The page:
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Communication incl. Poster: BibTeX citation key:  Guichard
Guichard, F., Kergoat, L., Gounou, A., Cappelaere, B., Galle, S., Mougin, E., Ramier, D., Timouk, F. & Lloyd, C. R. 2009. Couplings of surface thermodynamics and radiative fluxes across West Africa: an exploration in time and space from ground data. Work presented at Third International AMMA Conference, July 20—24, at Ouagadougou, Burkina Faso.
Added by: roussot 2009-09-08 10:48:58
Categories: Ocean processes
Creators: Cappelaere, Galle, Gounou, Guichard, Kergoat, Lloyd, Mougin, Ramier, Timouk
Publisher: African Monsoon Multidisciplinary Analyses (Ouagadougou, Burkina Faso)
Collection: Third International AMMA Conference

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The West African monsoon takes place over a region that is characterized by strong meridional gradients of surface and atmospheric properties. These in turn are thought to be closely connected to the monsoon meridional extend. The aim of this study is to characterize and to quantify basic contrasts in the functionning of this coupled system from the Soudanian to the northern Sahelian areas through an analysis of surface thermodynamics and surface radiative budgets along a seasonal cycle. Such an analyse provides ground truth allowing to assess the relevance of mechanisms inferred from more academical considerations and numerical simulations. Multi-year-site datasets acquired within the AMMA and CATCH projects are used for this purpose: these include several meterological stations, from Djougou (1.7E,9.7N), Banizoumbou and Wankama (around 2.6E,13.5N), Agoufou (1.5W,15.3N) and Bamba (1.2W,17N).
Large differences are found in the seasonal cycles of both surface equivalent potential temperature (thetae) and surface net radiation (Rnet) amont the measurement sites. A relative minimum of Rnet is taking place during the core of the monsoon season in Djougou, while at the same time it reaches a single yearly maximum further north, a broad one in Niamey and a sharper stronger one further north in Agoufou. This maximum then decreases further north in Bamba. Differences are stronger for the wettest years, when Rnet is lower in Djougou (a feature linked to a decrease of the incoming radiation SWin), while Rnet increases for the wettest years further north in the Sahel, even though SWin decreases there too; it occurs because this change is more than cancelled by a sharp decrease of the surface longwave upward flux and albedo. However, early in the season, the radiative impact of dusts and aerosols appear as particularly large in Agoufou and Bamba. The equivalent potential temperature displays a similar seasonal cycle, which involves distinct fluctuations of temperature and moisture. Overall, the interannual variability of these parameters is found to be the more pronounced in the Sahel.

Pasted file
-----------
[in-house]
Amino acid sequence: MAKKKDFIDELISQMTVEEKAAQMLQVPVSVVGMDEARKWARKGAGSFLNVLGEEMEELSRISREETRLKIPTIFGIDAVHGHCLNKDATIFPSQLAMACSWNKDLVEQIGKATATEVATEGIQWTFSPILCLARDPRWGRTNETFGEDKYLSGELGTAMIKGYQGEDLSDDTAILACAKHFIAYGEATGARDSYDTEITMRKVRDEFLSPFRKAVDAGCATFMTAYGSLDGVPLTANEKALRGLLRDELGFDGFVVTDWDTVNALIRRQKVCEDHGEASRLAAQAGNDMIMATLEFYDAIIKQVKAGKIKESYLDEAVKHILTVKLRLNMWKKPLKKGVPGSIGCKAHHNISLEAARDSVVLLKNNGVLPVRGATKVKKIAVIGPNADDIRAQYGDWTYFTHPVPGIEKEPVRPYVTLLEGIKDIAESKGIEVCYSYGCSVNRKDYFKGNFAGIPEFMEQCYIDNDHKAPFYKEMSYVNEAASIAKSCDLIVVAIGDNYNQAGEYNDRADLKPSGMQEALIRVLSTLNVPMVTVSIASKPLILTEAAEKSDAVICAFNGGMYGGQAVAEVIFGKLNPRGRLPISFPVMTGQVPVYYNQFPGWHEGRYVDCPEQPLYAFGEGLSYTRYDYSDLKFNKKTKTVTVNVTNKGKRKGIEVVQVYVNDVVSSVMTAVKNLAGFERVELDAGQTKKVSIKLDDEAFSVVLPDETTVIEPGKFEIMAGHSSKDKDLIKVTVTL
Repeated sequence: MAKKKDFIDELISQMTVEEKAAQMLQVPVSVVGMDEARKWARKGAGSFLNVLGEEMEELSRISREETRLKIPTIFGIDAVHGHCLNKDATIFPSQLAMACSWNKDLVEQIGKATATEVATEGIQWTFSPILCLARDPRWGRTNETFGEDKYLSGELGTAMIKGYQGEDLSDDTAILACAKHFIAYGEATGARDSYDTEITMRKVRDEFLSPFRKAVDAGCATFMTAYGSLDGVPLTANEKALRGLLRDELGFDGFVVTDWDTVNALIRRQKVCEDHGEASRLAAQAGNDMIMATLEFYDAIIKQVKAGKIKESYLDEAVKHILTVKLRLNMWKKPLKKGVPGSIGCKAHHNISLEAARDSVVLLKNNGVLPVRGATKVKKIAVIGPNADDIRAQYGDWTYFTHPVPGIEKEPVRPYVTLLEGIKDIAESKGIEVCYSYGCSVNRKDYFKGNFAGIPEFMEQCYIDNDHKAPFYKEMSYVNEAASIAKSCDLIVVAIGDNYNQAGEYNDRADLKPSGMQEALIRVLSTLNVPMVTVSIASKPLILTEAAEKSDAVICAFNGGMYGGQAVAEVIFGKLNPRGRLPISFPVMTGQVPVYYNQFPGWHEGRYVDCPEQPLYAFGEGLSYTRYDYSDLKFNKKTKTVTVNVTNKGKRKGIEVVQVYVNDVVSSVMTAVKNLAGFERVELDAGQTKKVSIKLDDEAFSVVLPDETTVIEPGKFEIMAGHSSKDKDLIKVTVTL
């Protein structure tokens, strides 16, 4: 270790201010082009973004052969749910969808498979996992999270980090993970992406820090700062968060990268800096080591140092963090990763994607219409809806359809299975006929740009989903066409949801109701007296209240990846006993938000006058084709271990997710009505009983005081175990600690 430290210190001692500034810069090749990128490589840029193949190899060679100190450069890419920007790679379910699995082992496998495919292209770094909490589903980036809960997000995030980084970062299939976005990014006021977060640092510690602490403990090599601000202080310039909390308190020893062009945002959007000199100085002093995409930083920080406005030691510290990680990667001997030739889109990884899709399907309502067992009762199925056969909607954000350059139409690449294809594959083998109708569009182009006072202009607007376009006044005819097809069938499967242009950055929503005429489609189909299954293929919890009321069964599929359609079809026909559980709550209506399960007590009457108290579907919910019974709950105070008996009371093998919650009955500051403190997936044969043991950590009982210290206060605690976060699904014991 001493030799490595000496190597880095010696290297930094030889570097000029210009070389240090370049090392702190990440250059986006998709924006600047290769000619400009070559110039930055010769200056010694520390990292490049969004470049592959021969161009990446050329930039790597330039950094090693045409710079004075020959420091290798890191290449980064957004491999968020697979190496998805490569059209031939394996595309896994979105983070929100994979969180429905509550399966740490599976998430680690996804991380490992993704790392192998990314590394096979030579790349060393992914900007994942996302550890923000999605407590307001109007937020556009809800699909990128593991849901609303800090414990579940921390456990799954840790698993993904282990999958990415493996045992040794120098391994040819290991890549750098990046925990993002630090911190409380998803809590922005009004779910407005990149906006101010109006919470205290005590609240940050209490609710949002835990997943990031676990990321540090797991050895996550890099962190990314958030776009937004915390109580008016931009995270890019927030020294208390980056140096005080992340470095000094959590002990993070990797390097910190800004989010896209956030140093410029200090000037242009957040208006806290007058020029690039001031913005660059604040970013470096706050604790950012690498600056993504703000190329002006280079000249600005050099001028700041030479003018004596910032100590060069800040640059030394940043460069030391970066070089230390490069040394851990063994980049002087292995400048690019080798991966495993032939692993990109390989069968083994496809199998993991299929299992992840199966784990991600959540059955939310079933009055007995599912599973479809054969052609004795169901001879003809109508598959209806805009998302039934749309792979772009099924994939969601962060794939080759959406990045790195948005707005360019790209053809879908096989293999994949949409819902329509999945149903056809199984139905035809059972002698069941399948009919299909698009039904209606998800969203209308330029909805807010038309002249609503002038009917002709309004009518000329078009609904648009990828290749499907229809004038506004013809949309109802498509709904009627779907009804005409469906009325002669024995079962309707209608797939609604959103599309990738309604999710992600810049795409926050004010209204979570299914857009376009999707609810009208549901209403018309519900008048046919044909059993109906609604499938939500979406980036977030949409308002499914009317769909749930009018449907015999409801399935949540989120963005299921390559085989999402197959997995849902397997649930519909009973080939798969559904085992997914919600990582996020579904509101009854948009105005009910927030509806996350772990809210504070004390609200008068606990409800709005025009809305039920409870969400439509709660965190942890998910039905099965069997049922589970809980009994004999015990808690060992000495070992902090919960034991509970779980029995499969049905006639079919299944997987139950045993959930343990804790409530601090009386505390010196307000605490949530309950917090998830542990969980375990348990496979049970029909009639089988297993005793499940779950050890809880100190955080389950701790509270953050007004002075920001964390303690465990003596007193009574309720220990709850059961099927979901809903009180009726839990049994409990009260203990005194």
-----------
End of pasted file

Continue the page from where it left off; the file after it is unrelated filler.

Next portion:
Strong links are found between thetae and Rnet accross the measurement sites. However, surface radiative fluxes and thermodynamics, clouds and convection happen to be related in distinct ways among those sites. This notably involves major differences in the diurnal cycle of humidity, which are consistent with contrasted boundary-layer dynamics. This in turn leads to distinct diurnal cycles of low-level thetae. In Djougou, thetae displays a very well-defined daytime maximum whose amplitude does not vary much along the monsoon season, nor from one year to another, while in the Sahel, the diurnal cycle of thetae varies substantially at these times scales, in both phase and magnitude. Data also suggest a stronger control of low-level temperature fluctuations on the cloud cover in the Soudanian area. There, interactions between the surface and the atmosphere appear to involve a stronger coupling with cloud radiative properties than in the Sahel where the low levels seem to be more directly affected by surface features, such as their response to precipitating events, and by atmospheric circulations associated with these events, such as convective outflows. These relationships are summarized in the form of diagrams providing climatic signatures of this multi-year and multi-site dataset which can be used as model diagnosctic tools.
Our results provide new insights concerning the relationships of the low atmospheric levels to the West-African monsoon. They highlight large seasonal fluctuations of the north-south gradient, in terms of both magnitude and extend; these fluctuations involves distinct modes of interactions between the surface and the overlying low-level atmosphere from the Soudano-Soudanian site to the northern Sahelian site.
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